Posted in: Guest Blogs Tips, Tricks, & Best Practices for Festival Organizers on February 20, 2012 by ronstrand
The following is an excerpt from an article by Ron Strand that originally appeared on hubpages.com. Ron teaches part time with the Faculty of Communications at Mount Royal University in Calgary, Canada. Follow Ron (@RonsIdeas) on Twitter.
This article provides some guidelines for determining the value of a sponsorship, finding prospects, writing a proposal, selling the sponsorship and fulfilling the agreement after the sponsorship is sold. I have broken down this process into the following ten steps:
1. Plan the Event with Sponsors in Mind
When doing your event planning, recognize that corporate sponsorship is a form of brand advertising. The basic intention of sponsorship is to conjure up positive associations between the corporate brand and sports, arts or charity brands (or similar activities) in the mind of the consumer. This is done by naming events or by displaying corporate logos at events or venues and in the media that advertise the event.
Events are often planned and venues are chosen solely based on the needs of the participants and spectators. If possible, chose a venue with the sponsor’s needs in mind. You may even go a step further and plan the event with potential sponsors. Ask them how you can accommodate their needs.
2. Identify Your Assets
Walk through the venue and identify all the potential places that a sponsor might advertise their brand name and/or logo. Typical places are banners over entrances, signs visible by passing traffic, backs of spectator seats, booths erected on the site, programs that are used by participants, t-shirts for participants, etc. The potential for logo placement can be just about anything so use your imagination.
In addition to logo placement, identify other opportunities for your sponsor to meet their marketing needs. These might be opportunities to meet celebrities, access to exclusive areas like backstage passes, places where they can distribute product samples or even take orders. Each of the places a logo can be displayed and each of the other marketing opportunities are known as assets. Make a list of all your assets. Using a spreadsheet can be a handy way to keep track.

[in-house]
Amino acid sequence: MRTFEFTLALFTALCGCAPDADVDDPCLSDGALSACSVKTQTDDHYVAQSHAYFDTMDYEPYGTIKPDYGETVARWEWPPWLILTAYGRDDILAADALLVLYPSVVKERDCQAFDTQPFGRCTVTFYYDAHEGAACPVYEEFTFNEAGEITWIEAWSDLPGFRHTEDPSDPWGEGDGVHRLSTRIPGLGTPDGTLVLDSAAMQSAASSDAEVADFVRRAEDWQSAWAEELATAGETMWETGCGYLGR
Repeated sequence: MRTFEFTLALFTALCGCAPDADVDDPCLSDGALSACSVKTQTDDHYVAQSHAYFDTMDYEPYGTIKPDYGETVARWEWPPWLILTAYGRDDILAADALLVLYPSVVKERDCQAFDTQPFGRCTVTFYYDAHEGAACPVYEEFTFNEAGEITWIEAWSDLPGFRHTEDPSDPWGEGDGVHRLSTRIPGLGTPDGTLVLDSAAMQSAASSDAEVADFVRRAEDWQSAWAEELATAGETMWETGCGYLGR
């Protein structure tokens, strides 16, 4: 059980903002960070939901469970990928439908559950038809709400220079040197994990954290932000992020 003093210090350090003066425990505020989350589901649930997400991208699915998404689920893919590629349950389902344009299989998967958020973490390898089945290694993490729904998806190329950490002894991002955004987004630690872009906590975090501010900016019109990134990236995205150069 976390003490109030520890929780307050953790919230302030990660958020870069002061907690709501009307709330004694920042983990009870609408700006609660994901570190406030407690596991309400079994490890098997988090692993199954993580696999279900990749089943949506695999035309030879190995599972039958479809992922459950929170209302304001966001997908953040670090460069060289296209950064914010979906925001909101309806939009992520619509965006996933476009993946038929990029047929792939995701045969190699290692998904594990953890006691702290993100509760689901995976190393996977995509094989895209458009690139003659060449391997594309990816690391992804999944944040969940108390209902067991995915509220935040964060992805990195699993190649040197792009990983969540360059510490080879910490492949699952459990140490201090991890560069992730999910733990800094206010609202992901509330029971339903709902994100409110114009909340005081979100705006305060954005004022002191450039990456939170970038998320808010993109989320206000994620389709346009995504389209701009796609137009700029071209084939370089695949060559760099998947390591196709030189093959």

3. Count the Impressions
Because corporate sponsorship is a form of advertising, three key things determine its value. Like media advertising, there is value in the number of impressions (people looking at the logos), the demographic of the people looking at the logo and the value of the associated brand.
Use your spreadsheet to keep track of the impressions for each asset you have listed. You will need to know how many people will be attending the event. In addition to this figure, add up how many people will receive programs and other material, like goody bags. Get a count of traffic passing the venue every day (usually these numbers can be obtained from your civic administration).
Measure how many people will see the ads for your event, including posters, billboards, and newspaper and TV ads. Find out how much traffic your website generates and how often your event is mentioned in blogs and other Internet media (use Google alerts).
Once you have statistics for each asset in your inventory, you can begin to evaluate these assets and attach a price to each asset. I have found from past experience and information I have received at conferences and so on, that using a figure of 1 cent per impression is a good rule of thumb for evaluating each asset.
So as an example, if 10,000 people attend the event, each logo they see will be worth about $100. This number can be adjusted depending on the prominence of the logo and the number of times each person sees it. Also, the number may be adjusted depending on the quality of the impressions. This is based on how closely the impressions are to the sponsors target market.
As an example, the value of street traffic may be discounted but the value of attendees from a specific demographic may be higher. The relative prominence (or lack thereof) of the event brand may also discount the evaluation or allow you to price them higher.
5. Package the Assets
Obviously, you don’t want to sell each logo placement for $100. It is better to bundle the assets into packages for sponsors at incremental amounts like $10,000, $25,000, $50,000 and so on. You may wish to bundle according to locations in the venue, parts of the event program, or other natural ways that the event might be segmented.